The current rate of TDS under this section is given by Part II of the First Schedule to the Annual Finance Act. At present, the rate is 10% for both in the case of resident non-corporate assessees and the domestic companies.
The main provisions of this section are as listed below –
This section applies only to interest, other than “interest on securities“. It applies when such interest is credited or paid by assessees other than individuals or Hindu Undivided Families that are not subject to tax audit under section 44AB in the immediate previous financial year. I.e. individuals and HUFs subject to a tax audit in the immediate previous financial year and all other including companies, firms, associations of persons, local authorities and artificial juridical persons are under a legal obligation to deduct TDS under this section. Such TDS has to be deducted under this section for payment either paid or when credited in books of account, whichever is earlier.
These provisions apply only to the interest paid or credited to residents. In respect of payments to non-residents, the provisions of section 195 are applicable.
The deduction of tax must be made at the time of crediting such interest to the payee or at the time of its payment in cash or by any other mode, whichever is earlier.
TDS under this section has to be deducted even when it is credited in the books of account and no entry of payment is present. The account to which such interest is credited may be called “interest Payable Account” or “Suspense Account” or by any other name.
The deduction of tax at source is required in all cases where the amount of income by way of interest credited or paid or likely to be credited or paid during the year is more than ₹ 5,000.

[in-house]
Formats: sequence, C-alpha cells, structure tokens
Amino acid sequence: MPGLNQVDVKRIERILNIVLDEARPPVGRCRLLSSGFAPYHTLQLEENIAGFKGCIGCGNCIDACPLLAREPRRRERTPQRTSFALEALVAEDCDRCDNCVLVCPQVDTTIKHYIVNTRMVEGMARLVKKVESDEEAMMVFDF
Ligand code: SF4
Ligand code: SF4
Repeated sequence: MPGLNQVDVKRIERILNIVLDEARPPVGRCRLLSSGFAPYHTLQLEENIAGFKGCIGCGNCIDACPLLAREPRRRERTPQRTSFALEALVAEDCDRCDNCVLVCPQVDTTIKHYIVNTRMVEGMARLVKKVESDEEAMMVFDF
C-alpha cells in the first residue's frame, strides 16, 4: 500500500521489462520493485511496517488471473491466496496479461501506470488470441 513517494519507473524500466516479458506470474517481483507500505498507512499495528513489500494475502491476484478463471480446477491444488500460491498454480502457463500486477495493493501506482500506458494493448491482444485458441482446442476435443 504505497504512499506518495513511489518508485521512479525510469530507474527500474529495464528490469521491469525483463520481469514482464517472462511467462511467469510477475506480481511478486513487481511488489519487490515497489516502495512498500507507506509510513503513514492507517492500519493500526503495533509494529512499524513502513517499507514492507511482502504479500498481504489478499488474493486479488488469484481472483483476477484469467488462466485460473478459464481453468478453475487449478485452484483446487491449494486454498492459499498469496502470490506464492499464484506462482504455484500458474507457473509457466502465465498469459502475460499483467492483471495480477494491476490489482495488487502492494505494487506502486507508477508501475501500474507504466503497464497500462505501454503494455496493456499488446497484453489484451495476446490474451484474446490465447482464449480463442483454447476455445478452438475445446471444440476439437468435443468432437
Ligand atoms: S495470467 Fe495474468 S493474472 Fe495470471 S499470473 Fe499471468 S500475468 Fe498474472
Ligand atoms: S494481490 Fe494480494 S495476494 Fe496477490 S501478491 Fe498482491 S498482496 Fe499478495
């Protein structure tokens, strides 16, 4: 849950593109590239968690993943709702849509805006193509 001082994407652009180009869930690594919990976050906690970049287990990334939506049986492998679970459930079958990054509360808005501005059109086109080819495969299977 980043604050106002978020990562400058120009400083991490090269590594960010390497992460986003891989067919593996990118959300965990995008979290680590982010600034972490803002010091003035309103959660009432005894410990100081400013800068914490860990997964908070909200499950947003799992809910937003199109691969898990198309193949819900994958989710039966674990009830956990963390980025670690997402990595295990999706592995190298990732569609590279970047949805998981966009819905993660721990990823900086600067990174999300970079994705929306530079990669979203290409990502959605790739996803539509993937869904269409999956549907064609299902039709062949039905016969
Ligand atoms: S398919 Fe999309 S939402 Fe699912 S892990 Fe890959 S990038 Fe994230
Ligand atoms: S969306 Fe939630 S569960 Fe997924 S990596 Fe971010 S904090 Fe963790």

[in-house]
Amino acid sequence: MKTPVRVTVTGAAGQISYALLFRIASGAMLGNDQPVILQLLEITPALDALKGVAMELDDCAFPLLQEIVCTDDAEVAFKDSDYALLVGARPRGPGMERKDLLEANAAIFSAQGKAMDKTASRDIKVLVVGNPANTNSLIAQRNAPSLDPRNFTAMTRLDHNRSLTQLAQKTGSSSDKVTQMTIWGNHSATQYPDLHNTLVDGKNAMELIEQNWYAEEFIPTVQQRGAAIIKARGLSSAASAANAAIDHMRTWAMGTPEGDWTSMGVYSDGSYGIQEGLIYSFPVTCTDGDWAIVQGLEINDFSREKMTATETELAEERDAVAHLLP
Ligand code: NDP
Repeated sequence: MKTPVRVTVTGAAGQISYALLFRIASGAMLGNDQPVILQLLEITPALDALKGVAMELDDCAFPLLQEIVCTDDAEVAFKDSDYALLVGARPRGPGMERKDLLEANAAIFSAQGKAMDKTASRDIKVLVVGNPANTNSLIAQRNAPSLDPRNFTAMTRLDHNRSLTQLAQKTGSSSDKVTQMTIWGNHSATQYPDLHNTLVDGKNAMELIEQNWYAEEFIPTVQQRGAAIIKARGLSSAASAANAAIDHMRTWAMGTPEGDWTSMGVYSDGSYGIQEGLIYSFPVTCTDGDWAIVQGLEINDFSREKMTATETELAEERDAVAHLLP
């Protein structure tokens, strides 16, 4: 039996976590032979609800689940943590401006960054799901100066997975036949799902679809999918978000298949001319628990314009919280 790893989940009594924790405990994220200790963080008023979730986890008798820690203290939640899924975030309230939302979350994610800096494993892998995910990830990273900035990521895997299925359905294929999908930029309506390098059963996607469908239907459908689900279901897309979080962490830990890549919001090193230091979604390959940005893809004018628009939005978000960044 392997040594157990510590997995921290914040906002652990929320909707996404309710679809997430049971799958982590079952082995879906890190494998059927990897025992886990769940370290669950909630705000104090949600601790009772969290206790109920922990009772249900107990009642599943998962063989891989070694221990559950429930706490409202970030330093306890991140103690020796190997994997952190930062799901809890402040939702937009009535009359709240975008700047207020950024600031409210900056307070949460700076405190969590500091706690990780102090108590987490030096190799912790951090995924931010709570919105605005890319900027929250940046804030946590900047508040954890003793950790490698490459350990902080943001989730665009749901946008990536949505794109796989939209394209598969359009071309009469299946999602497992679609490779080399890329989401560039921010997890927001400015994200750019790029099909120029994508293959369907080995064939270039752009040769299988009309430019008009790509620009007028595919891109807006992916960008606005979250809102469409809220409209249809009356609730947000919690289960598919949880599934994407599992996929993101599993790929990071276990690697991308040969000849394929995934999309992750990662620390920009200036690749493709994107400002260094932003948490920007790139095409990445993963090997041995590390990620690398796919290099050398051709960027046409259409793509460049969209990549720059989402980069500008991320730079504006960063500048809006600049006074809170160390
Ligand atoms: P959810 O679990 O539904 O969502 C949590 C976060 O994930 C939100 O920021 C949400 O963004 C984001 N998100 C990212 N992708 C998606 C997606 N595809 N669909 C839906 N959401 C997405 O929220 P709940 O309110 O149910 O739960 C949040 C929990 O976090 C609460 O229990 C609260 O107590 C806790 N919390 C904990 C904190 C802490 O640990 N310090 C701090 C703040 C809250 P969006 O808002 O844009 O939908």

The CBDT has, vide Circular No. 3/2010 dated 2.3.2010 has given relaxation to Banks under this Section to deduct TDS on time deposits. They do not need to deduct TDS under this section at the time of its entry in their Core-branch Banking Solutions (CBS) Software for the purpose of mere calculating interest on daily/monthly basis or macro monitoring the Accounts. It is deducted only when limits are crossed and at the time of crediting the accounts either at the end of the financial year or at the intervals used by banks mostly quarterly or semi-annually.
Limits for deducting TDS
TDS is deducted if and only if following limits are crossed –
Amount paid or credited exceeds or is likely to exceed ₹ 5,000 in the financial year.
This limit is increased to ₹ 10,000 in case of interest paid on –
Time deposit with a banking company;
Time deposits with a co-operative society engaged in banking business; and
Deposits with a post office under notified schemes.
The limit will be calculated with respect to the income credited or paid by a branch of a bank or a co-operative society or a public company in case of:
Time deposits with a bank
Time deposits with a co-operative society carrying on the business of banking; and
Deposits with housing finance companies, provided
They are public companies formed and registered in India
Their main object is to carry on the business of providing long-term finance for construction or purchase of houses in India for residential purposes.
This limit of ₹ 5,000 or ₹ 10,000 is reckoned when a branch credits such amount. However, to stop misusages, a second proviso has been inserted in section 194A(3)(i). It requires the limit be calculated as a whole to the entity and not just with regard to the branch if the entity has adopted core banking solutions.